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I have the impression I need some coaching on how to deal with my job related issues. I find my career important but face some doubts navigating office politics, managing people, communicating and similar.

I mean general issues where I don't know what strategy to take in some situations, how much information I should share with my manager, etc. My manager is actually the biggest part of the problem. Yes, I could ask questions on here, but I would need to go to great lengths to make me unrecognisable in case the involved visit this site. Also, I find it important to get some advice from people who know me a bit and who know the culture. I feel I frequently need some objective career advice and reality check.

I'm not sure where to search for this kind of help though given that I don't earn enough to spend 100 euro a week on therapy.

Are there any other options apart from a shrink and a coach?

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    Could you give us a specific example or two of what you’re struggling with? – Jay Jun 8 at 18:08
  • Have you thought about talking to your manager about these issues? If that's not an option, there are a lot of participants in this community with a depth of experience handling these types of issues. See How do I ask a good question? – AffableAmbler Jun 8 at 18:29
  • Have you considered finding a mentor? Although all topics may not be appropriate there (especially if they work in the same company, which is not strictly required, but those are the easiest to find). Books, workshops, diplomas and similar could work too (and your company might even be willing to pay for some of those). You may be able to get therapy for free in some places. I don't think there are any other options (except asking your questions on a site like this). – Dukeling Jun 8 at 19:39
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    This is just a fire hose of vague questions that can not be answered without specifics. – user10399 Jun 10 at 7:55
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For your more broader issues, it'll probably be more cost effective for you to buy a few office-related self-help books and read those.

Forget office politics - simply concentrate on your job and communication that relates to the work you're doing.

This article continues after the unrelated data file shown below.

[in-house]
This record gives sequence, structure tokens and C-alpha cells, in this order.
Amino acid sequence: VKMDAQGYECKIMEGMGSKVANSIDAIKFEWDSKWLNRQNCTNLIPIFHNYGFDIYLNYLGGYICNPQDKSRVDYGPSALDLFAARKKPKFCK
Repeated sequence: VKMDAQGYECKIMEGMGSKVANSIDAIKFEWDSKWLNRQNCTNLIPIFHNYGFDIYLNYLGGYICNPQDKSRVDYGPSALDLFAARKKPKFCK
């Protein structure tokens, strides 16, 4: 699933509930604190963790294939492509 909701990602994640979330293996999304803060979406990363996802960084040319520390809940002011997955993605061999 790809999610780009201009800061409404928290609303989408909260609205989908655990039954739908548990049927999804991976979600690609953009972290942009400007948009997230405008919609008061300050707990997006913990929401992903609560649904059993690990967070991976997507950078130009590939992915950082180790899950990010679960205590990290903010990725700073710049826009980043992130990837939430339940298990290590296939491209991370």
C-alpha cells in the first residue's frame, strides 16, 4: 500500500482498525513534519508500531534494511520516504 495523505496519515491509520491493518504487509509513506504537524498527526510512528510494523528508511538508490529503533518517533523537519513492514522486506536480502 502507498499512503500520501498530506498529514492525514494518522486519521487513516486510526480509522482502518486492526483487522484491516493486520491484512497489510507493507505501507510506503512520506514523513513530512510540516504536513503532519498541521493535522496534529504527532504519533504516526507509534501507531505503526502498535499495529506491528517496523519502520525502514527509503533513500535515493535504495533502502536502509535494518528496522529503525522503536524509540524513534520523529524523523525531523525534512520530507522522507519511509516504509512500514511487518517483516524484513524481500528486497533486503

Your core concern here is your communication with your manager. For clues, look at how other people interact and try to understand those interactions (without looking as though you're snooping).

There's also clues in your own interactions with your manager:

  • If they're asking too many questions, it's an indicator that you're not giving those details up front and your manager is having to drag them out of you. Listen to those questions and try to pre-empt them for next time around

  • If they're looking as though they're not engaging or look distracted, then you might be giving too much detail, or it's not relevant to this conversation. You then need to think about what your manager needs from you for this meeting and deliver that. Or ask.

I'm guessing that you're fairly new to the workplace and finding that things are overwhelming. If so, try not to worry - all of this comes from experience - you aren't expected to be perfect from the start, learning is part of the job.

A lot of what you learn will come from observing others and learning what behaviour succeeds, and what doesn't.

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I agree with one of the other suggestions, if possible a mentor outside of your immediate management line is the best option. Ideally there would such a scheme in place, but that very much depends on the company. Is there somebody there you could speak to, informally? Most workplaces have a go to person, normally a combination of them being experienced, knowledgeable but mostly approachable - the office Uncle so to speak.

If none of these are an option how about friends/family? They might not know the company culture, but they do know you.

Most important thing - this is very common, especially for people starting out in a professional environment. I was lucky in that we had a big gang of us start all at the same time when I started work, some with a bit more experience than others, and in different things. We sorted things out in our peer group (And we still pick each others brains 20 years later, even though we don't work together any more). Not everyone is so lucky (I wish we could recruit in the same way as our new starters tend to have to figure stuff out on their own)

If there are any peers you can reach out to, that would be great though. Probably turns out the super confident high flyer feels similar things to you. Join in on any social activities there may be going on, even if you don't feel so comfortable to start with.

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